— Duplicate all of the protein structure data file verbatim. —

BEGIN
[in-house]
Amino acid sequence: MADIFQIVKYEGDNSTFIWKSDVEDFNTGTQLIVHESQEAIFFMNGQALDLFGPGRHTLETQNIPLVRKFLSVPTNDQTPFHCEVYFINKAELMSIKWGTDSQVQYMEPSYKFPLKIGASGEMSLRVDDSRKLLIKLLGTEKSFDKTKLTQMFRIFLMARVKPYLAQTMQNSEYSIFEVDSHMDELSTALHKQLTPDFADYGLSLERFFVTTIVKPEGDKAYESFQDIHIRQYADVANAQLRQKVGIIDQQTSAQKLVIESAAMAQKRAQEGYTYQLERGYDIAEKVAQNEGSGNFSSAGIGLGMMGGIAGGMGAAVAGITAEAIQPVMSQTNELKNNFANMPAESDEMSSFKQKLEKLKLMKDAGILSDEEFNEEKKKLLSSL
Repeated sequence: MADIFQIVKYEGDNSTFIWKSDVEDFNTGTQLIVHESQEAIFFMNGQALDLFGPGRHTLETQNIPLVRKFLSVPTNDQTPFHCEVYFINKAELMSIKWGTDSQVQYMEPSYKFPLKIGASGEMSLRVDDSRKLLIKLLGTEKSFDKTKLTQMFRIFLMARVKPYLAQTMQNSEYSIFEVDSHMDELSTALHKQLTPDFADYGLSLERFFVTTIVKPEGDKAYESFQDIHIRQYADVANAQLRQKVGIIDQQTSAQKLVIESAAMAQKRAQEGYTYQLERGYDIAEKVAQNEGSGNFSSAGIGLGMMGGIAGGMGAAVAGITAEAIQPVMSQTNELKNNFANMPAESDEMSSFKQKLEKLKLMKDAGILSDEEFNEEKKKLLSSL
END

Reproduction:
[in-house]
Amino acid sequence: MADIFQIVKYEGDNSTFIWKSDVEDFNTGTQLIVHESQEAIFFMNGQALDLFGPGRHTLETQNIPLVRKFLSVPTNDQTPFHCEVYFINKAELMSIKWGTDSQVQYMEPSYKFPLKIGASGEMSLRVDDSRKLLIKLLGTEKSFDKTKLTQMFRIFLMARVKPYLAQTMQNSEYSIFEVDSHMDELSTALHKQLTPDFADYGLSLERFFVTTIVKPEGDKAYESFQDIHIRQYADVANAQLRQKVGIIDQQTSAQKLVIESAAMAQKRAQEGYTYQLERGYDIAEKVAQNEGSGNFSSAGIGLGMMGGIAGGMGAAVAGITAEAIQPVMSQTNELKNNFANMPAESDEMSSFKQKLEKLKLMKDAGILSDEEFNEEKKKLLSSL
Repeated sequence: MADIFQIVKYEGDNSTFIWKSDVEDFNTGTQLIVHESQEAIFFMNGQALDLFGPGRHTLETQNIPLVRKFLSVPTNDQTPFHCEVYFINKAELMSIKWGTDSQVQYMEPSYKFPLKIGASGEMSLRVDDSRKLLIKLLGTEKSFDKTKLTQMFRIFLMARVKPYLAQTMQNSEYSIFEVDSHMDELSTALHKQLTPDFADYGLSLERFFVTTIVKPEGDKAYESFQDIHIRQYADVANAQLRQKVGIIDQQTSAQKLVIESAAMAQKRAQEGYTYQLERGYDIAEKVAQNEGSGNFSSAGIGLGMMGGIAGGMGAAVAGITAEAIQPVMSQTNELKNNFANMPAESDEMSSFKQKLEKLKLMKDAGILSDEEFNEEKKKLLSSL